The United States and Suriname Sign Agreement to Strengthen Regional Security Capabilities

PARAMARIBO – On Tuesday, August 8th, the United States and Suriname signed a Cooperative Situational Information Integration (CSII) agreement in a formal ceremony.  The CSII agreement will allow Suriname to join other CARICOM countries sharing tracking information on maritime transportation throughout the Caribbean through a single web-based platform. This information will enable Suriname to have a clearer image of traffic coming in and going out of Surinamese waters and promote greater security.

U.S. Ambassador Robert J. Faucher and Minister of Defense Krishnakoemarie Mathoera highlighted the significance of the agreement in their remarks.  Ambassador Faucher explained: “The end goal is simple: to help enable all the participating states, including Suriname, to respond to illegal activity within their own territories whether those threats originate from within their borders or from outside.”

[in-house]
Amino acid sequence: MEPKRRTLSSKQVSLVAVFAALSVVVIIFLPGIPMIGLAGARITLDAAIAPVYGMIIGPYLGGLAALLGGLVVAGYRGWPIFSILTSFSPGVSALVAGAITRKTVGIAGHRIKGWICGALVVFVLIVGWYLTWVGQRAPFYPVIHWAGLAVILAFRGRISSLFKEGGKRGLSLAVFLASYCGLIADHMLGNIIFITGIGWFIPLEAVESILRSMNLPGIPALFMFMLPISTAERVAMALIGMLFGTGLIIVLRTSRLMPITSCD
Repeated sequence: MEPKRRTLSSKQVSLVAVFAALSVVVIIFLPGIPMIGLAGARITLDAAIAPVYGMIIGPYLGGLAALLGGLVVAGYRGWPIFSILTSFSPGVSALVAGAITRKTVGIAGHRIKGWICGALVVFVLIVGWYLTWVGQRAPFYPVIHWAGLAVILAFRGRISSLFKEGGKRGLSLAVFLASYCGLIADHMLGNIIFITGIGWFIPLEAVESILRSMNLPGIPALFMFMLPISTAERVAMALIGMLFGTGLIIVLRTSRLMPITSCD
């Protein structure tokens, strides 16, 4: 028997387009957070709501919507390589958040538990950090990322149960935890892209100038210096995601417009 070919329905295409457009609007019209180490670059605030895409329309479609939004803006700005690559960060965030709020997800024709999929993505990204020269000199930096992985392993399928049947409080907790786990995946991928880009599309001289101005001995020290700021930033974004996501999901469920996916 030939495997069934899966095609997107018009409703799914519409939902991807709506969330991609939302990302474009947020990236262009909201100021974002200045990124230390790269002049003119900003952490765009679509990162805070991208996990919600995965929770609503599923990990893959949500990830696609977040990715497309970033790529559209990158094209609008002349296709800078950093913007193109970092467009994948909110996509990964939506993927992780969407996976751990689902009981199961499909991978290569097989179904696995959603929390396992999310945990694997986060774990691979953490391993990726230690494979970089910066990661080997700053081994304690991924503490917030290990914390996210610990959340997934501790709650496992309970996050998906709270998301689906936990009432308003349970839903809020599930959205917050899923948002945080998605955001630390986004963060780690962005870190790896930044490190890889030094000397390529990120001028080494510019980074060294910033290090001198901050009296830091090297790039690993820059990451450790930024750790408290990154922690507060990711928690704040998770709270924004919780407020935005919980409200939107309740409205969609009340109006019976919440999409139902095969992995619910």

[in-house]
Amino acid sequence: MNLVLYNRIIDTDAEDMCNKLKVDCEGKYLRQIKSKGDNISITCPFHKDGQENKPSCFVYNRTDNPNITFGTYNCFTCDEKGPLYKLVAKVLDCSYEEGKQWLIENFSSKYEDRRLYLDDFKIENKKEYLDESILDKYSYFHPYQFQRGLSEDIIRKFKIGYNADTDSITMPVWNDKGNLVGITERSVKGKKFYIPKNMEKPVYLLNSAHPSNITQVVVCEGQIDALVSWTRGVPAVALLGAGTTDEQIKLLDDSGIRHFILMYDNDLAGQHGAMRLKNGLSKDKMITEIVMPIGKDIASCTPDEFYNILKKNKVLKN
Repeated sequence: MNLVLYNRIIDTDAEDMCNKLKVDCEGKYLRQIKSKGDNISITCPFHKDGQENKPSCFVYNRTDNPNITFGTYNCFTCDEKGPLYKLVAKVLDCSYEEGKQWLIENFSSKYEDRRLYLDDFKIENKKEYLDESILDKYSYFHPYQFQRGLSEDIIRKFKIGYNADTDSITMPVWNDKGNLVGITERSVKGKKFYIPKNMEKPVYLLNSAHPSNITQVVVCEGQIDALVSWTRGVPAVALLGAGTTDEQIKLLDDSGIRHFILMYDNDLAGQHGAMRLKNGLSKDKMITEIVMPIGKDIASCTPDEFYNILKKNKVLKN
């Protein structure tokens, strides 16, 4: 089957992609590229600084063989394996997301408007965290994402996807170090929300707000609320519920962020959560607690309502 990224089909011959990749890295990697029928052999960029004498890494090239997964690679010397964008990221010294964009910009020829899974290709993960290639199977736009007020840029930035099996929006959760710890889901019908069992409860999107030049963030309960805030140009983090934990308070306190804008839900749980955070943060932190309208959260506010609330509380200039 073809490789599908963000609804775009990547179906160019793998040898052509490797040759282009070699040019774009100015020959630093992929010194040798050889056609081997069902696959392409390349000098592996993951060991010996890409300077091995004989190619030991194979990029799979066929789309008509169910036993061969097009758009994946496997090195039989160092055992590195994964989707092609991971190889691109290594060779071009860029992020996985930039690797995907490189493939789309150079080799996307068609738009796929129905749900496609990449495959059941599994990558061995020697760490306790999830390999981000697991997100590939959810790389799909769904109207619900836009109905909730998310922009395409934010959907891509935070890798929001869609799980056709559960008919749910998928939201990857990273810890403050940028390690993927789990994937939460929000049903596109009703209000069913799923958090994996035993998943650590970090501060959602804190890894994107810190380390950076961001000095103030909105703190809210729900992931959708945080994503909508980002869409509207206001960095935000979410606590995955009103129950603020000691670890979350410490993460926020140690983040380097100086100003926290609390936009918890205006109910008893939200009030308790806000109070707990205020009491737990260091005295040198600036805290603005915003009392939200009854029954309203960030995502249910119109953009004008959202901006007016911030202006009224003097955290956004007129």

CSII is an internet-based, unclassified information sharing network between regional partners with the United States Joint InterAgency Task Force South (JIATF-South) as the facilitator. Network members share ship position data between all regional partners, helping them to protect sovereignty, combat illicit trafficking, combat illegal migration, and respond to threats.  This information sharing improves countries’ awareness of threats that transcend national borders. The program compliments existing information sharing programs such as CARICOM Intelligence & Information Sharing Network (CISNET).

This program is part of the Caribbean Basin Security Initiative (CBSI) and the U.S. Southern Command’s (SOUTHCOM’s) mission to cooperate with allies to address common challenges to regional stability and security. Transnational crime erodes good governance, sustains corruption, and undermines basic human rights.  CSII is an important tool in combatting transnational criminal networks, among other threats.

With Suriname’s signature all CARICOM countries, except for Haiti have signed the agreement, enabling the countries to share data across the whole region.